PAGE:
Diversity in cultural representations: Comedy and Othello

by Tom Cheesman

Working Papers WP 09-13
August 2009
ISSN 2192-2357 (MMG Working Papers Print)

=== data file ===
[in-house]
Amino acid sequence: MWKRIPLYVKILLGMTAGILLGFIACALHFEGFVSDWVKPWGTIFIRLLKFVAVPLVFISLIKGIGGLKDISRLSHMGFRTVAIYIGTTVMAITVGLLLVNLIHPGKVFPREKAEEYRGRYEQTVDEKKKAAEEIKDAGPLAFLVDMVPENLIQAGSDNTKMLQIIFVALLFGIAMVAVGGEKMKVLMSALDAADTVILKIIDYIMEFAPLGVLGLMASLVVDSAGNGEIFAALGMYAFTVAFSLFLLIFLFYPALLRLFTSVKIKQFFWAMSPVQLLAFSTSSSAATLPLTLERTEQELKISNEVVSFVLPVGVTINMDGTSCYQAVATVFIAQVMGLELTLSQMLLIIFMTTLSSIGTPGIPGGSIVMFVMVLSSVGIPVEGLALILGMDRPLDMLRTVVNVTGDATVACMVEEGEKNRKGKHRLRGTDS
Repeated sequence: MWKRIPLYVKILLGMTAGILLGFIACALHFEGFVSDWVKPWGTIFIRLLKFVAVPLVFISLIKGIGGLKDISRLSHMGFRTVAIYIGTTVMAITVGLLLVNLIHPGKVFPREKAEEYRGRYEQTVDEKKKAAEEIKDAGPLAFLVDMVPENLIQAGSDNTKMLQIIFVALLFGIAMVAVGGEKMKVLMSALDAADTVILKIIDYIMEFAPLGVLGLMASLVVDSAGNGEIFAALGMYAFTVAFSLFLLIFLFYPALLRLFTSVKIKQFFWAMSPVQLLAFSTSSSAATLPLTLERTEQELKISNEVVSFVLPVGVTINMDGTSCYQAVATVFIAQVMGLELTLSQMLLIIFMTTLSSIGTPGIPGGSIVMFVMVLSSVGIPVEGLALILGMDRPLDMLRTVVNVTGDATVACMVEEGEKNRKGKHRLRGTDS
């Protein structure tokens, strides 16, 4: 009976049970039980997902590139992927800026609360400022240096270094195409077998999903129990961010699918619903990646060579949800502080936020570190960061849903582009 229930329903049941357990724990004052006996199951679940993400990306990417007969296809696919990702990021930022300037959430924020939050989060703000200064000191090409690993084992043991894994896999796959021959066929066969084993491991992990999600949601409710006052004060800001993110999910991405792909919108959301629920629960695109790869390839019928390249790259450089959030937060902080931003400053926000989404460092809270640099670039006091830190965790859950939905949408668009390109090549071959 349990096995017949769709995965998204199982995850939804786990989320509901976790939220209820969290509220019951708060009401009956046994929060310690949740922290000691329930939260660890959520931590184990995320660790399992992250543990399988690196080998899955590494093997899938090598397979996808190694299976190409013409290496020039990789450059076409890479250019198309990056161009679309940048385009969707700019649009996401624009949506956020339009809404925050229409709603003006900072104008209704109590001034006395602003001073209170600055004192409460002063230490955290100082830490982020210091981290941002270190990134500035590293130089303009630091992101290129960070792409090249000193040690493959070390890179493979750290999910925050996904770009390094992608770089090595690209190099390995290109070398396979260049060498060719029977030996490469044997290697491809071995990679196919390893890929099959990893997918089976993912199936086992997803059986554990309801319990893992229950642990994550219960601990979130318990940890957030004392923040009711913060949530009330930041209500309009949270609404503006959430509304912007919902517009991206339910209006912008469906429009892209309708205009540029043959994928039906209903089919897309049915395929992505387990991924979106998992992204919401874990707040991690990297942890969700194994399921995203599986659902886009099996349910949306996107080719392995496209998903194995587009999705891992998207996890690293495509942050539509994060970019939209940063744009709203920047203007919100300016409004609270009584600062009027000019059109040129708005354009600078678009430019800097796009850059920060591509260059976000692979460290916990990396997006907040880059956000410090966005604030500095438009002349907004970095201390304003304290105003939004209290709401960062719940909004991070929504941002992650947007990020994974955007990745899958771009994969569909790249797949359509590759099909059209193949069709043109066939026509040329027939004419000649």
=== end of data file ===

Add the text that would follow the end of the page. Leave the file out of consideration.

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Comedy (professional, mediated or live, or amateur, demotic and everyday) offers a good starting-point for studying representations of diversity. Representations of diverse or complex ethnoscapes must use caricature and stereotype. Adopting Steven Vertovec’s terms, comedic representations may reproduce or alter existing configurations of diversity, and can script new encounters of diversity. Examples from English theatre and Turkish German literature underline the importance of distinguishing between an abstract concept of diversity and the particular differences which are depicted in texts. A study of German translations of Shakespeare’s Othello shows how cultural history illuminates the present. Othello is a much-travelled text which embodies “colour” and “race” difference. Translations of one couplet (a joke about colour difference) over the past 250 years are compared. This reveals translators under the influence of ideologies of Eurocentrism, imperialism, biological racism, fascism, humanism, and, most recently, competing (moral and political) ideologies of anti-racism. There are now increasing numbers of new Othello translations and adaptations (by no means only in German). They exhibit unprecedented cultural diversity in representations of ethnic diversity.

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